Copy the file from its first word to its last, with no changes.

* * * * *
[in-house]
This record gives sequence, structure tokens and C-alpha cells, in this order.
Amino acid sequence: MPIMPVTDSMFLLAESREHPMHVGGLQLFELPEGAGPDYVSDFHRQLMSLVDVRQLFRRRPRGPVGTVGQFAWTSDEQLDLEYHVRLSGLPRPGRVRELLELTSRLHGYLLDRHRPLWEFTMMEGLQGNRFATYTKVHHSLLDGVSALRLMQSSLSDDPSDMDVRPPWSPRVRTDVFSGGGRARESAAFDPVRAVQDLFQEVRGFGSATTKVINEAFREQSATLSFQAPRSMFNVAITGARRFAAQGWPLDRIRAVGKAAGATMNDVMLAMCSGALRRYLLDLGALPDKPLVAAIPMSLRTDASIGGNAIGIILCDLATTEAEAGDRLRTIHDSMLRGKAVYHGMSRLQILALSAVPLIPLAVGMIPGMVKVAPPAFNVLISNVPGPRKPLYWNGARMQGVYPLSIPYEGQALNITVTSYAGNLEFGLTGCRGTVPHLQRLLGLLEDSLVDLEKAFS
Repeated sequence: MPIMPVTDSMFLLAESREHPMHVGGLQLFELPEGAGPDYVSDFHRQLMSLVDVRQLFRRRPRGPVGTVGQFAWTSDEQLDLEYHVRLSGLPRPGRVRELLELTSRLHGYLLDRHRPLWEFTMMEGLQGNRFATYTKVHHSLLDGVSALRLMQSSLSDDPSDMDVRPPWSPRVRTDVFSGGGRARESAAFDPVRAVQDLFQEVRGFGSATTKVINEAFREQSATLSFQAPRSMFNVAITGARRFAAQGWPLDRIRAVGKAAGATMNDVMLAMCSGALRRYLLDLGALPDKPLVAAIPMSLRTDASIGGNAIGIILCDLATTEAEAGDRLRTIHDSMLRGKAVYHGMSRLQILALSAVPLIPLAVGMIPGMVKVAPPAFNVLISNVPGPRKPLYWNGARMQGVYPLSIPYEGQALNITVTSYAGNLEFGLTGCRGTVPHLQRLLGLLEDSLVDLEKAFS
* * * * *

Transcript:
[in-house]
This record gives sequence, structure tokens and C-alpha cells, in this order.
Amino acid sequence: MPIMPVTDSMFLLAESREHPMHVGGLQLFELPEGAGPDYVSDFHRQLMSLVDVRQLFRRRPRGPVGTVGQFAWTSDEQLDLEYHVRLSGLPRPGRVRELLELTSRLHGYLLDRHRPLWEFTMMEGLQGNRFATYTKVHHSLLDGVSALRLMQSSLSDDPSDMDVRPPWSPRVRTDVFSGGGRARESAAFDPVRAVQDLFQEVRGFGSATTKVINEAFREQSATLSFQAPRSMFNVAITGARRFAAQGWPLDRIRAVGKAAGATMNDVMLAMCSGALRRYLLDLGALPDKPLVAAIPMSLRTDASIGGNAIGIILCDLATTEAEAGDRLRTIHDSMLRGKAVYHGMSRLQILALSAVPLIPLAVGMIPGMVKVAPPAFNVLISNVPGPRKPLYWNGARMQGVYPLSIPYEGQALNITVTSYAGNLEFGLTGCRGTVPHLQRLLGLLEDSLVDLEKAFS
Repeated sequence: MPIMPVTDSMFLLAESREHPMHVGGLQLFELPEGAGPDYVSDFHRQLMSLVDVRQLFRRRPRGPVGTVGQFAWTSDEQLDLEYHVRLSGLPRPGRVRELLELTSRLHGYLLDRHRPLWEFTMMEGLQGNRFATYTKVHHSLLDGVSALRLMQSSLSDDPSDMDVRPPWSPRVRTDVFSGGGRARESAAFDPVRAVQDLFQEVRGFGSATTKVINEAFREQSATLSFQAPRSMFNVAITGARRFAAQGWPLDRIRAVGKAAGATMNDVMLAMCSGALRRYLLDLGALPDKPLVAAIPMSLRTDASIGGNAIGIILCDLATTEAEAGDRLRTIHDSMLRGKAVYHGMSRLQILALSAVPLIPLAVGMIPGMVKVAPPAFNVLISNVPGPRKPLYWNGARMQGVYPLSIPYEGQALNITVTSYAGNLEFGLTGCRGTVPHLQRLLGLLEDSLVDLEKAFS